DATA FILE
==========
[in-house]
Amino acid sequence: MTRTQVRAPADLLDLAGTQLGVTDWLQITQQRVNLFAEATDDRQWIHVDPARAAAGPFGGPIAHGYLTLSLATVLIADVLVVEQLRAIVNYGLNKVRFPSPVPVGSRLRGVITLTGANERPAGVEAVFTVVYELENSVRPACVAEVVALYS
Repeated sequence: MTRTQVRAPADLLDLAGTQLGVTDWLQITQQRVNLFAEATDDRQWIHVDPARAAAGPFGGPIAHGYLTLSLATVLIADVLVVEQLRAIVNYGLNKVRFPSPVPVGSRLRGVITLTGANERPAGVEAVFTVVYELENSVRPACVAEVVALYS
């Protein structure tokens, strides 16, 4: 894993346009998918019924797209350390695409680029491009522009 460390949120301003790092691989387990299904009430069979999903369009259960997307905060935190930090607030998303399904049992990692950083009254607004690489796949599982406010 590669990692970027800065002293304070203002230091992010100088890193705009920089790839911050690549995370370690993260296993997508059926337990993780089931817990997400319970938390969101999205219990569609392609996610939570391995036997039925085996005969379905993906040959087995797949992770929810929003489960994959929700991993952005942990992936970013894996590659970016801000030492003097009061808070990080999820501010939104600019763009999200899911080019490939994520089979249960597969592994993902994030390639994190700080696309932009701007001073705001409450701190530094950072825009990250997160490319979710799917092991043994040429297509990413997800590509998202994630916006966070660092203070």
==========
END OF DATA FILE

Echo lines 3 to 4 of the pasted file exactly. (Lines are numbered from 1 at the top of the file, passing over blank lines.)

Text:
Repeated sequence: MTRTQVRAPADLLDLAGTQLGVTDWLQITQQRVNLFAEATDDRQWIHVDPARAAAGPFGGPIAHGYLTLSLATVLIADVLVVEQLRAIVNYGLNKVRFPSPVPVGSRLRGVITLTGANERPAGVEAVFTVVYELENSVRPACVAEVVALYS
């Protein structure tokens, strides 16, 4: 894993346009998918019924797209350390695409680029491009522009 460390949120301003790092691989387990299904009430069979999903369009259960997307905060935190930090607030998303399904049992990692950083009254607004690489796949599982406010 590669990692970027800065002293304070203002230091992010100088890193705009920089790839911050690549995370370690993260296993997508059926337990993780089931817990997400319970938390969101999205219990569609392609996610939570391995036997039925085996005969379905993906040959087995797949992770929810929003489960994959929700991993952005942990992936970013894996590659970016801000030492003097009061808070990080999820501010939104600019763009999200899911080019490939994520089979249960597969592994993902994030390639994190700080696309932009701007001073705001409450701190530094950072825009990250997160490319979710799917092991043994040429297509990413997800590509998202994630916006966070660092203070």